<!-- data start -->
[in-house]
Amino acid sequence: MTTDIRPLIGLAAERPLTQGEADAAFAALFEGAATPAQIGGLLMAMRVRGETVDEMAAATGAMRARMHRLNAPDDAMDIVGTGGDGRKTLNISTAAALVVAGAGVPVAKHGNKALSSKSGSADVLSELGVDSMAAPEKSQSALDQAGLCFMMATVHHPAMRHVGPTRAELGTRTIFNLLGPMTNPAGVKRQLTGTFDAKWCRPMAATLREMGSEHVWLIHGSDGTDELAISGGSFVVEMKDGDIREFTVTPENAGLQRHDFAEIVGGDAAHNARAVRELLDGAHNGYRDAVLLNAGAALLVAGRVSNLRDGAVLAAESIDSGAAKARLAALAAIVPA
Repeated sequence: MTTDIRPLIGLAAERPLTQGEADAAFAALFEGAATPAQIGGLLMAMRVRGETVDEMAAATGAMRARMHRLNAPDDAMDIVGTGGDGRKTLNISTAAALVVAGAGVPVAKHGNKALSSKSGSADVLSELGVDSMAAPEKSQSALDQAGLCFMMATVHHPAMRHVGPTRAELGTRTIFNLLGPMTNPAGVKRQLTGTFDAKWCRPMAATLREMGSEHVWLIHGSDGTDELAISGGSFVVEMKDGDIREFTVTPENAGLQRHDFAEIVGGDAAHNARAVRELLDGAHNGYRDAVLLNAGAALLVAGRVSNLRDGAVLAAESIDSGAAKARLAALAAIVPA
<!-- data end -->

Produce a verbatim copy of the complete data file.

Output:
[in-house]
Amino acid sequence: MTTDIRPLIGLAAERPLTQGEADAAFAALFEGAATPAQIGGLLMAMRVRGETVDEMAAATGAMRARMHRLNAPDDAMDIVGTGGDGRKTLNISTAAALVVAGAGVPVAKHGNKALSSKSGSADVLSELGVDSMAAPEKSQSALDQAGLCFMMATVHHPAMRHVGPTRAELGTRTIFNLLGPMTNPAGVKRQLTGTFDAKWCRPMAATLREMGSEHVWLIHGSDGTDELAISGGSFVVEMKDGDIREFTVTPENAGLQRHDFAEIVGGDAAHNARAVRELLDGAHNGYRDAVLLNAGAALLVAGRVSNLRDGAVLAAESIDSGAAKARLAALAAIVPA
Repeated sequence: MTTDIRPLIGLAAERPLTQGEADAAFAALFEGAATPAQIGGLLMAMRVRGETVDEMAAATGAMRARMHRLNAPDDAMDIVGTGGDGRKTLNISTAAALVVAGAGVPVAKHGNKALSSKSGSADVLSELGVDSMAAPEKSQSALDQAGLCFMMATVHHPAMRHVGPTRAELGTRTIFNLLGPMTNPAGVKRQLTGTFDAKWCRPMAATLREMGSEHVWLIHGSDGTDELAISGGSFVVEMKDGDIREFTVTPENAGLQRHDFAEIVGGDAAHNARAVRELLDGAHNGYRDAVLLNAGAALLVAGRVSNLRDGAVLAAESIDSGAAKARLAALAAIVPA